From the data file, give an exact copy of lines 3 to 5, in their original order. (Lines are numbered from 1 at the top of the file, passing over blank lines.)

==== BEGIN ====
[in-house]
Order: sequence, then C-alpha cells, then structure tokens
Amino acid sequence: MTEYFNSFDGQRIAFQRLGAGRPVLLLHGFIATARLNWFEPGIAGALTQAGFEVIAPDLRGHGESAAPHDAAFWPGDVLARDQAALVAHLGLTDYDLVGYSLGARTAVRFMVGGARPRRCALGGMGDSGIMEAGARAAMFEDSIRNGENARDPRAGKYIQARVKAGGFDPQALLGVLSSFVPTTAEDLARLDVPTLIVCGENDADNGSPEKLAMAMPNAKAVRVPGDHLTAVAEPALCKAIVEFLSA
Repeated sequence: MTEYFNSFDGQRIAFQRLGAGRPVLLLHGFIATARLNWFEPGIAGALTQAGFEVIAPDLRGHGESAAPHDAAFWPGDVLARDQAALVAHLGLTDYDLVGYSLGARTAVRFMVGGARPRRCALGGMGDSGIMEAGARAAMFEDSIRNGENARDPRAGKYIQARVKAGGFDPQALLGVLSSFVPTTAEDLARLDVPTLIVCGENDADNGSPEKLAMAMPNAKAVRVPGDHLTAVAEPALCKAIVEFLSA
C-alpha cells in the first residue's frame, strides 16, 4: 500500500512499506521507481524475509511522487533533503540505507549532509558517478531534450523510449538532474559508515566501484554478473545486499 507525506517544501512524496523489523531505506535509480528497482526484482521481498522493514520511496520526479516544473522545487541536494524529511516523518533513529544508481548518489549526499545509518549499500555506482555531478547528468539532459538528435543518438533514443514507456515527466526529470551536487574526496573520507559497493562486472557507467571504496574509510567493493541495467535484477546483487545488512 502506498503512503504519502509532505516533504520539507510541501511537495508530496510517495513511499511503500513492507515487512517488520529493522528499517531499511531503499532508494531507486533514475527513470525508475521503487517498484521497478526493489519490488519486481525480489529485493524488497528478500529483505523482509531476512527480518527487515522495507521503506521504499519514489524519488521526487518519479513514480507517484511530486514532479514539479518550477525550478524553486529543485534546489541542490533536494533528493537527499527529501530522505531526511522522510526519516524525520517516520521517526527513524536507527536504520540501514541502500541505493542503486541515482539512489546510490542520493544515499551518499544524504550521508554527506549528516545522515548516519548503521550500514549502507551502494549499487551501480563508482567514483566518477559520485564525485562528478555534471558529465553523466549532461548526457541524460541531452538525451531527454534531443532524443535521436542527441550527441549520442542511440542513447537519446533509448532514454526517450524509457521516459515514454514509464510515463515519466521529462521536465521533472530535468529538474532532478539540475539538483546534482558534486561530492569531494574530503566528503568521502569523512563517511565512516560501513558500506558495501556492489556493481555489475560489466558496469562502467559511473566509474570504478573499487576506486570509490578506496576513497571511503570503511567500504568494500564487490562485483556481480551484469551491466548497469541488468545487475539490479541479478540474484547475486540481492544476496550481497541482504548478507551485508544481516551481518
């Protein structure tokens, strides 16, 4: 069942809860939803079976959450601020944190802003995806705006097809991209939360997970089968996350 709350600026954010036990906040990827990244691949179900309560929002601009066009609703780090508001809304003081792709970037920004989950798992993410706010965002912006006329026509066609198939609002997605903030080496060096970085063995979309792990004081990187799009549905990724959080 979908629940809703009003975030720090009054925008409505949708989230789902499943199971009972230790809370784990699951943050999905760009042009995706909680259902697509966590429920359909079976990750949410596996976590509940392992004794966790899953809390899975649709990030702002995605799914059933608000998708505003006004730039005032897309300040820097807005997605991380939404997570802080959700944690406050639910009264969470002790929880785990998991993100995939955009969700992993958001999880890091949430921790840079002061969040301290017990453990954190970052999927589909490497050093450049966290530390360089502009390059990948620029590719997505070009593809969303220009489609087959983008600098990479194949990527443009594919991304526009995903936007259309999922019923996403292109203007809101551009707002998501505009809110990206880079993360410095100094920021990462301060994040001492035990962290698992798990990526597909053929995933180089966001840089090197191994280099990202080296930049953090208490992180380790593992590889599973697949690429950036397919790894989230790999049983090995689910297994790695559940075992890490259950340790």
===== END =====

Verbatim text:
Amino acid sequence: MTEYFNSFDGQRIAFQRLGAGRPVLLLHGFIATARLNWFEPGIAGALTQAGFEVIAPDLRGHGESAAPHDAAFWPGDVLARDQAALVAHLGLTDYDLVGYSLGARTAVRFMVGGARPRRCALGGMGDSGIMEAGARAAMFEDSIRNGENARDPRAGKYIQARVKAGGFDPQALLGVLSSFVPTTAEDLARLDVPTLIVCGENDADNGSPEKLAMAMPNAKAVRVPGDHLTAVAEPALCKAIVEFLSA
Repeated sequence: MTEYFNSFDGQRIAFQRLGAGRPVLLLHGFIATARLNWFEPGIAGALTQAGFEVIAPDLRGHGESAAPHDAAFWPGDVLARDQAALVAHLGLTDYDLVGYSLGARTAVRFMVGGARPRRCALGGMGDSGIMEAGARAAMFEDSIRNGENARDPRAGKYIQARVKAGGFDPQALLGVLSSFVPTTAEDLARLDVPTLIVCGENDADNGSPEKLAMAMPNAKAVRVPGDHLTAVAEPALCKAIVEFLSA
C-alpha cells in the first residue's frame, strides 16, 4: 500500500512499506521507481524475509511522487533533503540505507549532509558517478531534450523510449538532474559508515566501484554478473545486499 507525506517544501512524496523489523531505506535509480528497482526484482521481498522493514520511496520526479516544473522545487541536494524529511516523518533513529544508481548518489549526499545509518549499500555506482555531478547528468539532459538528435543518438533514443514507456515527466526529470551536487574526496573520507559497493562486472557507467571504496574509510567493493541495467535484477546483487545488512 502506498503512503504519502509532505516533504520539507510541501511537495508530496510517495513511499511503500513492507515487512517488520529493522528499517531499511531503499532508494531507486533514475527513470525508475521503487517498484521497478526493489519490488519486481525480489529485493524488497528478500529483505523482509531476512527480518527487515522495507521503506521504499519514489524519488521526487518519479513514480507517484511530486514532479514539479518550477525550478524553486529543485534546489541542490533536494533528493537527499527529501530522505531526511522522510526519516524525520517516520521517526527513524536507527536504520540501514541502500541505493542503486541515482539512489546510490542520493544515499551518499544524504550521508554527506549528516545522515548516519548503521550500514549502507551502494549499487551501480563508482567514483566518477559520485564525485562528478555534471558529465553523466549532461548526457541524460541531452538525451531527454534531443532524443535521436542527441550527441549520442542511440542513447537519446533509448532514454526517450524509457521516459515514454514509464510515463515519466521529462521536465521533472530535468529538474532532478539540475539538483546534482558534486561530492569531494574530503566528503568521502569523512563517511565512516560501513558500506558495501556492489556493481555489475560489466558496469562502467559511473566509474570504478573499487576506486570509490578506496576513497571511503570503511567500504568494500564487490562485483556481480551484469551491466548497469541488468545487475539490479541479478540474484547475486540481492544476496550481497541482504548478507551485508544481516551481518